Mbeki Takes Over From 'Saintly' Mandela |
Washington Post Foreign Service
Thursday, June 17, 1999; Page A1
PRETORIA, South Africa, June 16 – Dancing, weeping and cheering, tens of thousands of South Africans turned out today to inaugurate the nation's second democratically elected president while bidding farewell to the first – Nelson Mandela, the towering icon who ended one of the most extraordinary public lives of the 20th century with a wave of the hand and a few humble words.
Seconds after Mandela's deputy, Thabo Mbeki, took the oath of office, the two men locked hands above their heads as more than 50,000 spectators and another 4,000 invited guests erupted in applause. From the stage of the ornate Union Buildings, seat of South Africa's government, the 80-year-old Mandela then surrendered his presidential chair, ushering the 56-year-old Mbeki to its seat.
The exchange represented the first transfer of authority in South Africa's fledgling democracy, born five years ago when voters of all races swept Mandela's African National Congress to power, ending nearly five decades of white-minority rule and making the longtime political prisoner the country's first black president. Now Mbeki, who was a student in England when Mandela entered prison in 1962 and had become one of the ANC's most visible leaders in exile by the time of Mandela's release, assumes power with an even larger parliamentary majority but without the adulation and affection accorded his predecessor.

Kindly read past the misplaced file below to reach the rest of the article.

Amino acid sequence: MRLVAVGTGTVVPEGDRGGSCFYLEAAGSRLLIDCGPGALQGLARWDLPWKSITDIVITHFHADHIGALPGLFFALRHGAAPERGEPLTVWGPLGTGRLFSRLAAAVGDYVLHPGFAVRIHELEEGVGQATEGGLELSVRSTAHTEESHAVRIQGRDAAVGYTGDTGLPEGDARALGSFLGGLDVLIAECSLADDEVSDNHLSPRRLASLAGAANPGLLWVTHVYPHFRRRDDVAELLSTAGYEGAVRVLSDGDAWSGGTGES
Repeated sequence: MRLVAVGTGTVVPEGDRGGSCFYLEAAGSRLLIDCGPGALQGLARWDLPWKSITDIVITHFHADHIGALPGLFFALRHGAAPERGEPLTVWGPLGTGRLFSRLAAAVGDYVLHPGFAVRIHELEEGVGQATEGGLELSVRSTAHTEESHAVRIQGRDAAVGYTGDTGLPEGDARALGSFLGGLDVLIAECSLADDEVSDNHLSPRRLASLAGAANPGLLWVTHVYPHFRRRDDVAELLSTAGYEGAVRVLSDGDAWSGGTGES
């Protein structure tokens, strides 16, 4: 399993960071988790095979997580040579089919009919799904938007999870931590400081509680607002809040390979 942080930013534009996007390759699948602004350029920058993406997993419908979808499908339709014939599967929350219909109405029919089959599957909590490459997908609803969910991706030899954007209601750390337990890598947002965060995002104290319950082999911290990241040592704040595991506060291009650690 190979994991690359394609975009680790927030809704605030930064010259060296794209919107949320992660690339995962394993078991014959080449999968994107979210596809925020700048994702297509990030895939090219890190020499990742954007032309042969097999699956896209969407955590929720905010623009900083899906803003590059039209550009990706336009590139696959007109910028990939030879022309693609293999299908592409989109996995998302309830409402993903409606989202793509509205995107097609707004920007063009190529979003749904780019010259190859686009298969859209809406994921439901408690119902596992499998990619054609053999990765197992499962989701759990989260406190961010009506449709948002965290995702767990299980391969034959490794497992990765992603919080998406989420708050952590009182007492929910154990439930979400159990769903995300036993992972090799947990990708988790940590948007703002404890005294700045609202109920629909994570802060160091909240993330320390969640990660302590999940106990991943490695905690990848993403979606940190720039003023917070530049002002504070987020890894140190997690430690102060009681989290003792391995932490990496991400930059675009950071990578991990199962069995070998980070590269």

"Madiba is South Africa's light, and of course we hate to see him go," said Patricia Mtsweni, referring to Mandela by his widely used clan name. "They put him in jail for 27 years, and he forgave his jailers. They freed him, and he freed us, not just from the evil of apartheid, but from hatred.
"People have looked down on Africa and Africans as less than human for so long, and here comes this noble, proud black man who puts a human face on Africa," said Mtsweni, one of thousands who watched the inauguration on mammoth video screens on the hillside below the Union Buildings. "How can we be savages when we can produce such a man as Madiba?"
Mbeki, too, paid tribute in his inaugural address to Mandela and others of "a generation that pulled our country out of the abyss and placed it on the pedestal of hope, on which it rests today. We owe to them much of what is humane, noble and beautiful in the thoughts and actions of our people."
The week leading up to today's inauguration has been one continuous tribute to Mandela by South Africans of all races and political persuasions. The white judge who sentenced him to prison for treason described him as a "saintly man." A conservative newspaper wrote that his leadership would be missed, and the head of a rival political party compared him to Mahatma Gandhi.
"He is a transcendent political and cultural figure," said Eddie Webster, a sociology professor. "You cannot really place him in a contemporary context; the only comparisons are historical."